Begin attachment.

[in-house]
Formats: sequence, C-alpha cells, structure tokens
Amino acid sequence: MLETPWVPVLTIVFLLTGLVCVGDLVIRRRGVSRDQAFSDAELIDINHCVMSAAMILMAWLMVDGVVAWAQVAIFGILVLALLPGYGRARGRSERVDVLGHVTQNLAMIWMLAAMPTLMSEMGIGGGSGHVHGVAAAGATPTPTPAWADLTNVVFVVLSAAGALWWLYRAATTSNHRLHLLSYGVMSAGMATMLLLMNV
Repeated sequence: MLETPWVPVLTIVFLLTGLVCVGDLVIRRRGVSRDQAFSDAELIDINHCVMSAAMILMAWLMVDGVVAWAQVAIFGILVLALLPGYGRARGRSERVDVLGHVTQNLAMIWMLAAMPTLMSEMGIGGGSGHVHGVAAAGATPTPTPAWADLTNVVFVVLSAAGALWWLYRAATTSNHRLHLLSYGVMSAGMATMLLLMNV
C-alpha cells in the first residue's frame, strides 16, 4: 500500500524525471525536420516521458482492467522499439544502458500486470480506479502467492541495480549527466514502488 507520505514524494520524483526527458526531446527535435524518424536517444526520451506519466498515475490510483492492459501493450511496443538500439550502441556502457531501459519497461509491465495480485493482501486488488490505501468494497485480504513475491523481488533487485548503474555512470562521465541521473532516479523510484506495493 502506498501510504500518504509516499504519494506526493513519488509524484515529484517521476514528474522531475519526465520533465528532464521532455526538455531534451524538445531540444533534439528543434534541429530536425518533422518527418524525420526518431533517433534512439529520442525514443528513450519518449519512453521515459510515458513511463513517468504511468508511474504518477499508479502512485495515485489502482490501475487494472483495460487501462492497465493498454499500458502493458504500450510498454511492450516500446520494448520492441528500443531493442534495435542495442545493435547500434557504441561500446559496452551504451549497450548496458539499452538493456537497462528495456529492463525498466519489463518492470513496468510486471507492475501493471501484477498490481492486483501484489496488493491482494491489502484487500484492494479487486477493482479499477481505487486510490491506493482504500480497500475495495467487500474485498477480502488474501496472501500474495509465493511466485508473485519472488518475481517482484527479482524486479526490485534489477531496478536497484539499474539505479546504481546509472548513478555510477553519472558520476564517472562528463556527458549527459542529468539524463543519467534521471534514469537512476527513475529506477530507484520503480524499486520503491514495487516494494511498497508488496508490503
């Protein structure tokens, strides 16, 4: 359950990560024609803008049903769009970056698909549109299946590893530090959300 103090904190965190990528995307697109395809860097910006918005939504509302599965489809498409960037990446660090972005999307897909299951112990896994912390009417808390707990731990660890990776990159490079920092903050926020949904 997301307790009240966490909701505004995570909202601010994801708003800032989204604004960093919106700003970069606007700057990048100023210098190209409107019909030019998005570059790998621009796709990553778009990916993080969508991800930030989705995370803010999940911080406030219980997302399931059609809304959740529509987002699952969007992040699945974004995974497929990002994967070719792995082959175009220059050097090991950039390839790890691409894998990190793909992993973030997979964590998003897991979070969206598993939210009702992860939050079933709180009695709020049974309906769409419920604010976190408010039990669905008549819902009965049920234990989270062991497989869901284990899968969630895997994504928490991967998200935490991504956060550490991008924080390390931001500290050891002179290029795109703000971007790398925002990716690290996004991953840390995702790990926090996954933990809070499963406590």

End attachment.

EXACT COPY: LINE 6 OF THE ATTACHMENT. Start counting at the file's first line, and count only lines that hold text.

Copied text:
């Protein structure tokens, strides 16, 4: 359950990560024609803008049903769009970056698909549109299946590893530090959300 103090904190965190990528995307697109395809860097910006918005939504509302599965489809498409960037990446660090972005999307897909299951112990896994912390009417808390707990731990660890990776990159490079920092903050926020949904 997301307790009240966490909701505004995570909202601010994801708003800032989204604004960093919106700003970069606007700057990048100023210098190209409107019909030019998005570059790998621009796709990553778009990916993080969508991800930030989705995370803010999940911080406030219980997302399931059609809304959740529509987002699952969007992040699945974004995974497929990002994967070719792995082959175009220059050097090991950039390839790890691409894998990190793909992993973030997979964590998003897991979070969206598993939210009702992860939050079933709180009695709020049974309906769409419920604010976190408010039990669905008549819902009965049920234990989270062991497989869901284990899968969630895997994504928490991967998200935490991504956060550490991008924080390390931001500290050891002179290029795109703000971007790398925002990716690290996004991953840390995702790990926090996954933990809070499963406590």